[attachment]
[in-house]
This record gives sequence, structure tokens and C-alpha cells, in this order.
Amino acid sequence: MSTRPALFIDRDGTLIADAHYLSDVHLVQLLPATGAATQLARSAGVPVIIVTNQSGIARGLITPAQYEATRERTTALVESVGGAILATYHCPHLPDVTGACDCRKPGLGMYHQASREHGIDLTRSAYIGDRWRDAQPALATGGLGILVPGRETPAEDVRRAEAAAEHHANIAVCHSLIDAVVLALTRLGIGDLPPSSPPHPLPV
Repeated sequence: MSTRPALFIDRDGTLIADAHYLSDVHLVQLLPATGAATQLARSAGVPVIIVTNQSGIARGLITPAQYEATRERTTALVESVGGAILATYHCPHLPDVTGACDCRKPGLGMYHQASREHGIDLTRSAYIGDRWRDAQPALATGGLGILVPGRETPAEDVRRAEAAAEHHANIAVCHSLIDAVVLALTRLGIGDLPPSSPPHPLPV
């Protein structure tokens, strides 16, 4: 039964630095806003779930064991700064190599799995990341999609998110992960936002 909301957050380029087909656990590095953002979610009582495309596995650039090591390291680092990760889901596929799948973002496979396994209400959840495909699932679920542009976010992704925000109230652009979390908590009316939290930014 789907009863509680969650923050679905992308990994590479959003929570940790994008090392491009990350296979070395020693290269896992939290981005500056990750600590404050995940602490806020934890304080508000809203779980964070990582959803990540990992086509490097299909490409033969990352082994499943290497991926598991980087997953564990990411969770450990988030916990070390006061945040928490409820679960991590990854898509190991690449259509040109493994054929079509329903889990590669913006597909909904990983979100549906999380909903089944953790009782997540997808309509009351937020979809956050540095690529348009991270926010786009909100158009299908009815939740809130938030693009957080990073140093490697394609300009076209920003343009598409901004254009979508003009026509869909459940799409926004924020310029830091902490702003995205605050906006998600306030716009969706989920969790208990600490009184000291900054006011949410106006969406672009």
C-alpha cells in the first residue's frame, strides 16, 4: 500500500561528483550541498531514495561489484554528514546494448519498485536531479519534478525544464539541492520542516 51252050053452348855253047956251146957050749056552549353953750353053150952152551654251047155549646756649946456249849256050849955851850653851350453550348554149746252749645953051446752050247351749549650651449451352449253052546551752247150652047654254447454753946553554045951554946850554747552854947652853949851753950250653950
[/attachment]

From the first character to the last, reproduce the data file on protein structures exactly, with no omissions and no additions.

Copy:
[in-house]
This record gives sequence, structure tokens and C-alpha cells, in this order.
Amino acid sequence: MSTRPALFIDRDGTLIADAHYLSDVHLVQLLPATGAATQLARSAGVPVIIVTNQSGIARGLITPAQYEATRERTTALVESVGGAILATYHCPHLPDVTGACDCRKPGLGMYHQASREHGIDLTRSAYIGDRWRDAQPALATGGLGILVPGRETPAEDVRRAEAAAEHHANIAVCHSLIDAVVLALTRLGIGDLPPSSPPHPLPV
Repeated sequence: MSTRPALFIDRDGTLIADAHYLSDVHLVQLLPATGAATQLARSAGVPVIIVTNQSGIARGLITPAQYEATRERTTALVESVGGAILATYHCPHLPDVTGACDCRKPGLGMYHQASREHGIDLTRSAYIGDRWRDAQPALATGGLGILVPGRETPAEDVRRAEAAAEHHANIAVCHSLIDAVVLALTRLGIGDLPPSSPPHPLPV
């Protein structure tokens, strides 16, 4: 039964630095806003779930064991700064190599799995990341999609998110992960936002 909301957050380029087909656990590095953002979610009582495309596995650039090591390291680092990760889901596929799948973002496979396994209400959840495909699932679920542009976010992704925000109230652009979390908590009316939290930014 789907009863509680969650923050679905992308990994590479959003929570940790994008090392491009990350296979070395020693290269896992939290981005500056990750600590404050995940602490806020934890304080508000809203779980964070990582959803990540990992086509490097299909490409033969990352082994499943290497991926598991980087997953564990990411969770450990988030916990070390006061945040928490409820679960991590990854898509190991690449259509040109493994054929079509329903889990590669913006597909909904990983979100549906999380909903089944953790009782997540997808309509009351937020979809956050540095690529348009991270926010786009909100158009299908009815939740809130938030693009957080990073140093490697394609300009076209920003343009598409901004254009979508003009026509869909459940799409926004924020310029830091902490702003995205605050906006998600306030716009969706989920969790208990600490009184000291900054006011949410106006969406672009």
C-alpha cells in the first residue's frame, strides 16, 4: 500500500561528483550541498531514495561489484554528514546494448519498485536531479519534478525544464539541492520542516 51252050053452348855253047956251146957050749056552549353953750353053150952152551654251047155549646756649946456249849256050849955851850653851350453550348554149746252749645953051446752050247351749549650651449451352449253052546551752247150652047654254447454753946553554045951554946850554747552854947652853949851753950250653950